As our group gathered to film for our weather feature project last week, during the final week of October, the leaves were at their peak and Fall was in the air. As we continued filming into the weekend, things took a drastic turn as Winter snuck up on New England (a difficult thing to do).
We then geared our project to document the sudden shift. We wanted to know about students both on and off campus who were affected by the calamity. We thought it was important to include the before and after effects of another example of New England’s crazy weather.
The early storm blasted previous snow levels out of the water as close to two feet of snow fell onto much of New England. The early storm produced heavy, wet snow that fell at rapid speeds onto trees that still had many of their leaves. The weight of both the leaves and snow was too much for trees to bear. Thousands of trees across from Pennsylvania to Maine fell, knocking over power lines and devastating the area.
The result was a Halloween without electricity which we will certainly remember.
As the snow fell on Saturday evening, group member Katie-Rose De Candia took out her camera at home to document the historic storm. We used this footage, Winter’s whiteness, as B roll for our video project. This is a stark contrast from the B roll we had filmed earlier in the week, a squirrel foraging for nuts amongst multi-covered leaves in the green grass.
And the shock of it all showed clearly in the interviews we obtained from Umass students. They told stories about downed trees and power lines, electrical light shows, Halloween festivities gone awry, and multiple-day stretches without heat and electricity.
We weren’t ready for the snow, and usually snow preparation is what New Englanders do best. We put up snow fences and “winterize” our homes. We gather wood for fireplaces and prepare for Winter’s veracity. We hadn’t yet done any of those things.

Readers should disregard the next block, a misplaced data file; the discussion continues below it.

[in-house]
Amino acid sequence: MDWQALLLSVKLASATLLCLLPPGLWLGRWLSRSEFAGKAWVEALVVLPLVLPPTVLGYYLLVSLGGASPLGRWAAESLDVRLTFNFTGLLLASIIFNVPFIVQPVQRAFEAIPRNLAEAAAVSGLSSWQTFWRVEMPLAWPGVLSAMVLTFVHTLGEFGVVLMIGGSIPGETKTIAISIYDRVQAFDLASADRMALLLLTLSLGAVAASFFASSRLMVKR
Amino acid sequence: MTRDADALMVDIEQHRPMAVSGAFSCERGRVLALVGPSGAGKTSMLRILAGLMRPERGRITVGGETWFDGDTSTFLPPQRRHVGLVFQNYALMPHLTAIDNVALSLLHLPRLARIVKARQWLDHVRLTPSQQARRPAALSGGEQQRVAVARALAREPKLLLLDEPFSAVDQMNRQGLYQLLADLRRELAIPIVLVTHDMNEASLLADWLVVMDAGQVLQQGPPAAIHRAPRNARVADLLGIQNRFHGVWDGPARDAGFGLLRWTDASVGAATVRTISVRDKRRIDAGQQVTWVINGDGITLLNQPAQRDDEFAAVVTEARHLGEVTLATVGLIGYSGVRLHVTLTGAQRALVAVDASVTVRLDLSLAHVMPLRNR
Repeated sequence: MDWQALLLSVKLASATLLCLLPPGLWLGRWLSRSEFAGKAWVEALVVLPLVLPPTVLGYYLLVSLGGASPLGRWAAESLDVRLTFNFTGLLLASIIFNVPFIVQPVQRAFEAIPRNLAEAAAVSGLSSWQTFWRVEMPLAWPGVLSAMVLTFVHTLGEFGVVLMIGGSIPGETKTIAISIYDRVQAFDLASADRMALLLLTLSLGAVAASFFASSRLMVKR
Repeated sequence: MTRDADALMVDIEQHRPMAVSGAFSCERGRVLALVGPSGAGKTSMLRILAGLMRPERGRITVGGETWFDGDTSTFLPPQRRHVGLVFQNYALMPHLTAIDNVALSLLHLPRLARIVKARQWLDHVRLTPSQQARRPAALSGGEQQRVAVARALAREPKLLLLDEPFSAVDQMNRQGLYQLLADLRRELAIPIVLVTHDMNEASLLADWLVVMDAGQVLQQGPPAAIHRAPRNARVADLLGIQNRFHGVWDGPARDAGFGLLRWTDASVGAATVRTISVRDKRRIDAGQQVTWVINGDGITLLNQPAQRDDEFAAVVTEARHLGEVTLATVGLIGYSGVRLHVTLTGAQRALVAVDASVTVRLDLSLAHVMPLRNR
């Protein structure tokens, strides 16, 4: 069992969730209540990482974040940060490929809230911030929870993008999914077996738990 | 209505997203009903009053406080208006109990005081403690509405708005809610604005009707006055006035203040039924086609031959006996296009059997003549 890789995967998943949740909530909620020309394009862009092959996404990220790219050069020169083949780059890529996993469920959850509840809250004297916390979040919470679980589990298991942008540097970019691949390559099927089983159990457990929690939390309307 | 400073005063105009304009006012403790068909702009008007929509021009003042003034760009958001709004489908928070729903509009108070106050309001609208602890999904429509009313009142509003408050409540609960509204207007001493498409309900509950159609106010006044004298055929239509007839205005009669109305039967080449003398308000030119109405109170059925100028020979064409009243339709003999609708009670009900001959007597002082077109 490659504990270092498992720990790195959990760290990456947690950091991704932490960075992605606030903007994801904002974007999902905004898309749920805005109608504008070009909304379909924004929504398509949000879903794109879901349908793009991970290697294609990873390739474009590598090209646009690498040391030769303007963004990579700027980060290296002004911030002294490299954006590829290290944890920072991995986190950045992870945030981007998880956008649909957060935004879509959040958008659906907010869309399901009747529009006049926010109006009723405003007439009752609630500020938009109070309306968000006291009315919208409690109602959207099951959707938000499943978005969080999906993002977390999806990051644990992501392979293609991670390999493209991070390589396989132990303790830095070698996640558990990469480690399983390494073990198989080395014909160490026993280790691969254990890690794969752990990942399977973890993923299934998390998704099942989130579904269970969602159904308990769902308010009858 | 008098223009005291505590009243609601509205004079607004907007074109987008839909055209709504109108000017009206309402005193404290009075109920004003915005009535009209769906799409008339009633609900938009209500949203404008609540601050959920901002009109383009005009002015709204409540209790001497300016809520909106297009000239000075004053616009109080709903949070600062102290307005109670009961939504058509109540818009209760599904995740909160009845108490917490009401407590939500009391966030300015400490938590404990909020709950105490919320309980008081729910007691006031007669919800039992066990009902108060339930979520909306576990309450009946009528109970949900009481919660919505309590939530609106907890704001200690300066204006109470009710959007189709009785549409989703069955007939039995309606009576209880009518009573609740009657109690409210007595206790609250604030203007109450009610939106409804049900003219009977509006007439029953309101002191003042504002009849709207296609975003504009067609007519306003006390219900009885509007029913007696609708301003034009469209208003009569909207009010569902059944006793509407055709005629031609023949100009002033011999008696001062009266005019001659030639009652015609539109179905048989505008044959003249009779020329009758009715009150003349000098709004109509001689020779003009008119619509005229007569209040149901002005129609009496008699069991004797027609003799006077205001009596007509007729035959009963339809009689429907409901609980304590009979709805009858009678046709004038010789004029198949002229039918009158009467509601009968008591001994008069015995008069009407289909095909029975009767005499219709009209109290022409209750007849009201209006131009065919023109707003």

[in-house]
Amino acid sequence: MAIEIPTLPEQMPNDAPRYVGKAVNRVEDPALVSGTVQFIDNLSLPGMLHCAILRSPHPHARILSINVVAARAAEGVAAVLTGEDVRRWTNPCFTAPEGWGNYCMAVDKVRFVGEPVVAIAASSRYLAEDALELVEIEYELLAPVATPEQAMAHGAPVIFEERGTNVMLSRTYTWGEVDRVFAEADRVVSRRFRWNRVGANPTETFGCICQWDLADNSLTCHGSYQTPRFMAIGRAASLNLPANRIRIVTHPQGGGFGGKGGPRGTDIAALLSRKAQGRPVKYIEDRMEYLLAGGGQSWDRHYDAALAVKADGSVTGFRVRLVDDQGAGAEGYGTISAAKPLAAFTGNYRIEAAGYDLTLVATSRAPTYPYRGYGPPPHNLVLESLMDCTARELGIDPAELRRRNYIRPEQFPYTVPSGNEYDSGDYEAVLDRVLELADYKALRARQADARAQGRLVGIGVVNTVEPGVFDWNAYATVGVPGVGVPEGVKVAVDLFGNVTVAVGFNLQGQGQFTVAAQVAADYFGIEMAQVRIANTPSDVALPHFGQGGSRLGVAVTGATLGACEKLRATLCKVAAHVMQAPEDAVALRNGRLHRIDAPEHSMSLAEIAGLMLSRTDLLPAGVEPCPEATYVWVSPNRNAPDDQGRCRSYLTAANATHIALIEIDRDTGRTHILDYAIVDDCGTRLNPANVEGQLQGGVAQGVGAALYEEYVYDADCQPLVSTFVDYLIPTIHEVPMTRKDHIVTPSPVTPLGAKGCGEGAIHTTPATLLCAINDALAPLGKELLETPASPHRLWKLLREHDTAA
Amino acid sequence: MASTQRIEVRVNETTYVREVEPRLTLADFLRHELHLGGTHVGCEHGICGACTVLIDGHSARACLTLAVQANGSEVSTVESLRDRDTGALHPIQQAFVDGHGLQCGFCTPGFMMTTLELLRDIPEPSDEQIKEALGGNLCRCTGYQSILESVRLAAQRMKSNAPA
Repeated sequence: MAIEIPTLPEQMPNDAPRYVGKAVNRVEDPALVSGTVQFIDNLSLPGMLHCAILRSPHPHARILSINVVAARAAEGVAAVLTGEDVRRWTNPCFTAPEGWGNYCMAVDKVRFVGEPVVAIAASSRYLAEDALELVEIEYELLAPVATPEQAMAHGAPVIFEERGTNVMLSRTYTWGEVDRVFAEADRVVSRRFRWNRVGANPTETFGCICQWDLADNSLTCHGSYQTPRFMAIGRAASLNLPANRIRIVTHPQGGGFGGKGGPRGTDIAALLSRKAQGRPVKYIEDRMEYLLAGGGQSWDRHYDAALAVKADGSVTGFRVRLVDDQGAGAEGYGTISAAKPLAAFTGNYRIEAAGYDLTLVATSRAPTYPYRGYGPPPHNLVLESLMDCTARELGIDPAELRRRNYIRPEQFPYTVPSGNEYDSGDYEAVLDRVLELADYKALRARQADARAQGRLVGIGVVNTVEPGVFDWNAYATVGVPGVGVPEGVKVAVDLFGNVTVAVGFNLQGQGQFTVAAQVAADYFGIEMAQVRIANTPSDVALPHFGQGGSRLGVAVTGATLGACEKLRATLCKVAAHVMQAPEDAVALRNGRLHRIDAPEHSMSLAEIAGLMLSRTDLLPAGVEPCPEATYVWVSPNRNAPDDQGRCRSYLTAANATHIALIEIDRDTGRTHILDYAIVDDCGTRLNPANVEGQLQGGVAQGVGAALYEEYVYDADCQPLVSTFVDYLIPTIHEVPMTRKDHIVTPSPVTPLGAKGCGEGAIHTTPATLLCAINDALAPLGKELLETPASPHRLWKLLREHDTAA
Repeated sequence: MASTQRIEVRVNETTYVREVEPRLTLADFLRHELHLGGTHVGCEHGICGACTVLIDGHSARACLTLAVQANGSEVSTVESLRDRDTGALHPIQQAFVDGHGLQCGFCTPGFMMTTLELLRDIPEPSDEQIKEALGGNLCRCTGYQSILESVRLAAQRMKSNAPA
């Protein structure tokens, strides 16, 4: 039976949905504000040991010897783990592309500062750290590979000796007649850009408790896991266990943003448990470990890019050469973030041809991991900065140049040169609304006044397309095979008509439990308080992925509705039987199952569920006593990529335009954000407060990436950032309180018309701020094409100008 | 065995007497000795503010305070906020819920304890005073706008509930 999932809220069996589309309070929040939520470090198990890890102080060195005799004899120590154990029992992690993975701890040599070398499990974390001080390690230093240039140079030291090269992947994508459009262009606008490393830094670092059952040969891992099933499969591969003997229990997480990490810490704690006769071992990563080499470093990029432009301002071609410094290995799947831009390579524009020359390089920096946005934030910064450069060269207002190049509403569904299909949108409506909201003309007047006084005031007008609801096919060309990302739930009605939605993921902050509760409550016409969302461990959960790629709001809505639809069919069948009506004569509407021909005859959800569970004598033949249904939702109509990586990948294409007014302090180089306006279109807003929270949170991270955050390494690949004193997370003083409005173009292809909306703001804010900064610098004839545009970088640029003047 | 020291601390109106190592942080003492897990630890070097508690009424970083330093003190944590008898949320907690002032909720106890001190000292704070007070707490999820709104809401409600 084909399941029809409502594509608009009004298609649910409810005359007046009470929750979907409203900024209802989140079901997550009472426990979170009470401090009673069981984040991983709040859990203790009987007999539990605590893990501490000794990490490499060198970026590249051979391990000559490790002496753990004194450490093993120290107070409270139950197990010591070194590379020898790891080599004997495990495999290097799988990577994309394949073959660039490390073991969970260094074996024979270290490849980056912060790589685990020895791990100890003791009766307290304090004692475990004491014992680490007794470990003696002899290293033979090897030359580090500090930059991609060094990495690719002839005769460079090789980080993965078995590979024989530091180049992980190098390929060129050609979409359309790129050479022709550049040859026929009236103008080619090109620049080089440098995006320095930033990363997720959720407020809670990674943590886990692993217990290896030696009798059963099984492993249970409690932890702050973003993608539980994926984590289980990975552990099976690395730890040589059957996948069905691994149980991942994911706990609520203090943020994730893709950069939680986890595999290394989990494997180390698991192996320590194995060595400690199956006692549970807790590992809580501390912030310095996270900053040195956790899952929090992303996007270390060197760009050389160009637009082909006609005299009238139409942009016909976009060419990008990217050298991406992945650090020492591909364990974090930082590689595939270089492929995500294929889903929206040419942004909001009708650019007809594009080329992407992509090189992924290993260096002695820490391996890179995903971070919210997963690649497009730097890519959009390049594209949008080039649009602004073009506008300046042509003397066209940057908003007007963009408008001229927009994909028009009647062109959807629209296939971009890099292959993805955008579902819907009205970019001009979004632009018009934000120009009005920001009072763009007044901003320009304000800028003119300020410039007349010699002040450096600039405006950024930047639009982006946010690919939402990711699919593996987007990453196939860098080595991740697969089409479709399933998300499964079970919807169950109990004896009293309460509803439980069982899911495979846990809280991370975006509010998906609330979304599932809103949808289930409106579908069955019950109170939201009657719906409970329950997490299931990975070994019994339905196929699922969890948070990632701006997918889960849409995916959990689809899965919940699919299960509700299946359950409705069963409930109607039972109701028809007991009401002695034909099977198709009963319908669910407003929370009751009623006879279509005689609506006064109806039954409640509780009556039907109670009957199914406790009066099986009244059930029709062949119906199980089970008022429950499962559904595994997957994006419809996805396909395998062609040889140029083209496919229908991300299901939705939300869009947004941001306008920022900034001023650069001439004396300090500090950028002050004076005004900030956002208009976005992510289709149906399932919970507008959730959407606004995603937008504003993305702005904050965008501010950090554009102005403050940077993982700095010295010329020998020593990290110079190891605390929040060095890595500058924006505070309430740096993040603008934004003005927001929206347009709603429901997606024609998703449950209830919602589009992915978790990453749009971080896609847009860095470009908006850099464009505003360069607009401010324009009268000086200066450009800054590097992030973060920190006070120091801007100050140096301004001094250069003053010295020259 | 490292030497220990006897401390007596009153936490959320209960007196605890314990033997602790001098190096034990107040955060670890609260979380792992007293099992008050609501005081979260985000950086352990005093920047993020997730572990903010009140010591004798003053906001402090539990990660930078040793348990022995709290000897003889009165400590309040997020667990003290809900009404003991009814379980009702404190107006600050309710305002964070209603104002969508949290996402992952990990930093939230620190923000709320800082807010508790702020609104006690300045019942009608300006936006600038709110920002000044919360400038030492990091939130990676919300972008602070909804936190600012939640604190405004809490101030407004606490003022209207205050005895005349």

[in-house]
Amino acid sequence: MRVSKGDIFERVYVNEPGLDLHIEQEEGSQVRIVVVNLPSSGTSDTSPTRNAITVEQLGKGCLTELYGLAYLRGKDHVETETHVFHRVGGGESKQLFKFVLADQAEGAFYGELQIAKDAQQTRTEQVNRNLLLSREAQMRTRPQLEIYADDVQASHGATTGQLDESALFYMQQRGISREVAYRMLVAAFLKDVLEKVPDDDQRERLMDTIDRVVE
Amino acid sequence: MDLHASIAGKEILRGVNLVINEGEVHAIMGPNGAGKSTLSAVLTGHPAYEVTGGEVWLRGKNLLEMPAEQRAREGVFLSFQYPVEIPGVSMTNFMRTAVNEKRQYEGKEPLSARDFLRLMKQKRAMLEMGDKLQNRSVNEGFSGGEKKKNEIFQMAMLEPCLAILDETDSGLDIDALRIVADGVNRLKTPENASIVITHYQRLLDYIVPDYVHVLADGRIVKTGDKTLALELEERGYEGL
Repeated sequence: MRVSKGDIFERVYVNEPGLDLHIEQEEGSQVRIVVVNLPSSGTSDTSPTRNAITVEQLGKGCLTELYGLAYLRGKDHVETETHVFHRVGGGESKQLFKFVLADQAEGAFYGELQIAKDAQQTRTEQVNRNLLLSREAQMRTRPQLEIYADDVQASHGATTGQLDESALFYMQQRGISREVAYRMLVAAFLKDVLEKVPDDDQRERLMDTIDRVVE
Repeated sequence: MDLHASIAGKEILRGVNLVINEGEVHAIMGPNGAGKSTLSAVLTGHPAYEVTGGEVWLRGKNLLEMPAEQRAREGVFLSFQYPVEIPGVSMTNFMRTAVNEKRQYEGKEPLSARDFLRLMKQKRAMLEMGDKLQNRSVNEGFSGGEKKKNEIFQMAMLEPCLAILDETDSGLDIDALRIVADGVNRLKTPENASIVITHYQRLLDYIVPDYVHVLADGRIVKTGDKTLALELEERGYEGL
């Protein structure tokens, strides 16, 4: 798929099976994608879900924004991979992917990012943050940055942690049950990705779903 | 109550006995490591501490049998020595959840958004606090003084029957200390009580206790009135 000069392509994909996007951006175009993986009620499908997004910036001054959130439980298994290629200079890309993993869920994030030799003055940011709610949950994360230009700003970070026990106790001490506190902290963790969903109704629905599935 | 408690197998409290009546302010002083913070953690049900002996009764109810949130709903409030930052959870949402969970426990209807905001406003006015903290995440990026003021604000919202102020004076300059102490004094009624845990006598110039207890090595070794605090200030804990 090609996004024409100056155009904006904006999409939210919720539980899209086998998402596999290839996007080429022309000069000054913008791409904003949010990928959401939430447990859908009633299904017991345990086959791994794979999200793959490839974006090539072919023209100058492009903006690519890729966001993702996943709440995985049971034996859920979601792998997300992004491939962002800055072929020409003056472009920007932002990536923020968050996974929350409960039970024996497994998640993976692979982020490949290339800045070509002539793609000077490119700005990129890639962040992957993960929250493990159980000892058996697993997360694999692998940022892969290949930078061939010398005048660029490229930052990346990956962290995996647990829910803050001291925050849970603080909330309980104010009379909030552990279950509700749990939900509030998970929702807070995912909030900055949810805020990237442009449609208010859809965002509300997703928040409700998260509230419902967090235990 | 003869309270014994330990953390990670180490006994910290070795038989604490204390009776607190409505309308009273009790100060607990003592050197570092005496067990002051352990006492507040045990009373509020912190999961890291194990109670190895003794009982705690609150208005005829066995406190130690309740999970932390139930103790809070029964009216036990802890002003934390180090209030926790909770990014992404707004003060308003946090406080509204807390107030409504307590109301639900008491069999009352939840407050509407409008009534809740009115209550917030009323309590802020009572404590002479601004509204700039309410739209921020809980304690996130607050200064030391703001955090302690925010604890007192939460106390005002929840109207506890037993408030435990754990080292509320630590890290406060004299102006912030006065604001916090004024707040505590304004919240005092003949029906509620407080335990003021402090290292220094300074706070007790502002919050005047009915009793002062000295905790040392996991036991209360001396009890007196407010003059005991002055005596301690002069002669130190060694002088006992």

“I didn’t even have my boots, yet,” as student Nate White pointed out.
And the lack of power made it difficult for us to actually film the storm. Luckily, De Candia’s home in the Berkshires maintained power throughout the storm, so she was able to utilize the technology at hand to capture the weather.
The timeliness of the project created a situation in which we found ourselves documenting historic weather amidst the most sudden shift between Fall and Winter New England has ever seen. Almost a week later, many remain without power. Slumber parties have become the norm this week on campus, as power-out off-campus student occupy the campus center and homes of students with restored power. The infrastructure has called out for reinforcements from all over the country. Massachusetts, Connecticut, and 13 counties in New York filed state of emergencies. The Red Cross has shown up to support the area by setting up a shelter in nearby Northampton. It is a storm that people will speak of for years to come.
Click here to view the project.